Caddo grass house and tornado survivors restored at switch grass harvest

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Published: Feb. 7, 2022 at 10:49 PM CST

NACOGDOCHES, Texas (KTRE) - The progression of a new Caddo grass house at the Caddo Mounds State Historic Site in Alto continues.

Volunteers, many of them survivors of the April, 2019 tornado which destroyed the last grass house, are busy collecting switch grass.

The process rebuilds a Caddo home replica, but also lives.

On a brisk Saturday morning was the harvest of a third of an acre of switch grass.

It’s one of the big 4 species of prairie grass in the United States,” said Alan Shadow, the manager of the USDA-NRCS East Texas Plant Materials Center in Nacogdoches County where the plots are growing.

The harvest represents teamwork.

Jeff Williams, President of Friends of Caddo Mounds SHS explained while preparing a bundle with volunteer Jim Lemon. “Yeah pretty much. It just helps to have two people. One guy gets a big arm full of the grass and the other person ties it tight.”

All the while a chain saw with a hedge clipper attachment could be heard above the rustling of the 4-6 foot grass.

Automated tools help with the bundle collection, but the Caddo process is followed.

“The Caddo most probably brought their bundles as family,” explained volunteer Yasmin Suther as she was tying off a bundle prior to placement on a low boy trailer.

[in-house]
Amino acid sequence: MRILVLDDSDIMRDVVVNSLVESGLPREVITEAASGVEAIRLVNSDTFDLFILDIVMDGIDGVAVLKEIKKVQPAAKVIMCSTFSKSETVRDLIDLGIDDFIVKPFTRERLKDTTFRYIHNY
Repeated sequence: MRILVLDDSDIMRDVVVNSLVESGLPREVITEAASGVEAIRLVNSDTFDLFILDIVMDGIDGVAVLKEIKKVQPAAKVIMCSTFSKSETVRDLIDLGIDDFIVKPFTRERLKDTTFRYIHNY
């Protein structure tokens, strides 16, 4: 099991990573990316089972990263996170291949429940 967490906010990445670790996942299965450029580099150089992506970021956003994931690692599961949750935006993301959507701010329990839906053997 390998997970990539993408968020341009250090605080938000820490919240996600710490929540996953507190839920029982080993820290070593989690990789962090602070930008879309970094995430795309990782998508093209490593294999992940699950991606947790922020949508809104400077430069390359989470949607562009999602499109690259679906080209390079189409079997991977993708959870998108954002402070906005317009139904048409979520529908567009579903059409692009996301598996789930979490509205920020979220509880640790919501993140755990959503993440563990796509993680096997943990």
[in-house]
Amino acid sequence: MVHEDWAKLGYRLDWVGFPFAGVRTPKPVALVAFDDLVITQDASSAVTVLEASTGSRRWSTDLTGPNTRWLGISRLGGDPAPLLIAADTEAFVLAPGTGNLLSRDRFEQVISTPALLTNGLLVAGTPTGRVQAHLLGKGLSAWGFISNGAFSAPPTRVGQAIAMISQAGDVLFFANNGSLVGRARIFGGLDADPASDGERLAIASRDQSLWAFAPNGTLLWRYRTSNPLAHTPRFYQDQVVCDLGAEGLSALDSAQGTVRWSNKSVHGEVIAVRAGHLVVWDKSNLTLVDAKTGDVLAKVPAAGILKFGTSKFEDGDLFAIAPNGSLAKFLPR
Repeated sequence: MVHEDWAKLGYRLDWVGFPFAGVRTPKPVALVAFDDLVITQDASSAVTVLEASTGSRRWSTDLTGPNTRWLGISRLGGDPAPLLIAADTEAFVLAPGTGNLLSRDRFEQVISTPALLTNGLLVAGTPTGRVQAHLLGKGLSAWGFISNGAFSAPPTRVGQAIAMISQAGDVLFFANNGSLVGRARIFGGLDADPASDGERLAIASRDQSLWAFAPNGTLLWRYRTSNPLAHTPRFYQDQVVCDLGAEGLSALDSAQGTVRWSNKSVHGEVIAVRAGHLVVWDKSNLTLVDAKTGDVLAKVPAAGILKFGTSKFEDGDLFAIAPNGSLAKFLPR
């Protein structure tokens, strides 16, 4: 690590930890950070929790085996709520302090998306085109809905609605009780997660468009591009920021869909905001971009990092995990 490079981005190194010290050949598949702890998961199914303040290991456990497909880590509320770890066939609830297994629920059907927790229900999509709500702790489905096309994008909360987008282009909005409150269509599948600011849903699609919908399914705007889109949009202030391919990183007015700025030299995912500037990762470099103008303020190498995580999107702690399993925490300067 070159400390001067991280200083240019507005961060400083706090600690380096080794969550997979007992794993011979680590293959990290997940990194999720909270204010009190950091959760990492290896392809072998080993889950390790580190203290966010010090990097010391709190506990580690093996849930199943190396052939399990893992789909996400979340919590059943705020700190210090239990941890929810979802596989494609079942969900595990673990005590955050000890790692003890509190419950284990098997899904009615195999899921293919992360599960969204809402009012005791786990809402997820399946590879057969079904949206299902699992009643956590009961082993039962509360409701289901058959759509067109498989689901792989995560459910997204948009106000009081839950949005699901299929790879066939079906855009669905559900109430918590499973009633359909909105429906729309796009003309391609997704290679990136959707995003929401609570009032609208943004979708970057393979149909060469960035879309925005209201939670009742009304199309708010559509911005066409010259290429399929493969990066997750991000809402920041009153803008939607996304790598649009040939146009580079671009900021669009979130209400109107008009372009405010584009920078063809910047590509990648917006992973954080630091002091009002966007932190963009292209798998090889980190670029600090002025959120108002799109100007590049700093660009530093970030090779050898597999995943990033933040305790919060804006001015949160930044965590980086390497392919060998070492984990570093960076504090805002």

The family on this day is the Friends of Caddo Mounds State Historic Site.

“We had you covered,” said a volunteer to Madeleine Ross.

Almost 3 years after the tornado Ross is still reassured. Friends of Caddo had her back when she was tossed 20 yards by the winds. Her husband John was thrown 50 yards.

“I broke in all 15 bones, 10 of them were of course ribs. That wasn’t too bad, but I broke my spine. I broke my arm,” said the petite Ross. She has what will hopefully her last of several surgeries on Valentine’s Day.

None of the pain mattered as she was carried into a partially destroyed museum.

“I could hear his voice. It was the most wonderful thing in my life. I thought he was dead,” said Ross of her husband, John. “And here we are. We thought the grass house was dead. And here it is alive again.”

Restoration happens, in so many ways, thanks to the volunteerism growing right along with the native switch grasses.

“The house is really, it’s kinda iconic, as a symbol of that place just as a community,” said Priscilla Coulter. She didn’t experience the tornado but has come to know its life-changing factor.

“After what happened in 2019 the resilience of this group, I think it’s even more of an icon now. To be a part of rebuilding is -- it really is special.”

The harvests will continue thru mid-summer when work begins on the new Caddo house. The Ross’s, into their 70′s, say it’s how they’ll use a new lease on life.

Schedules for more harvest and willow harvests in several locations can be found at the friends of the Caddo Mounds State Historic Site Facebook page.

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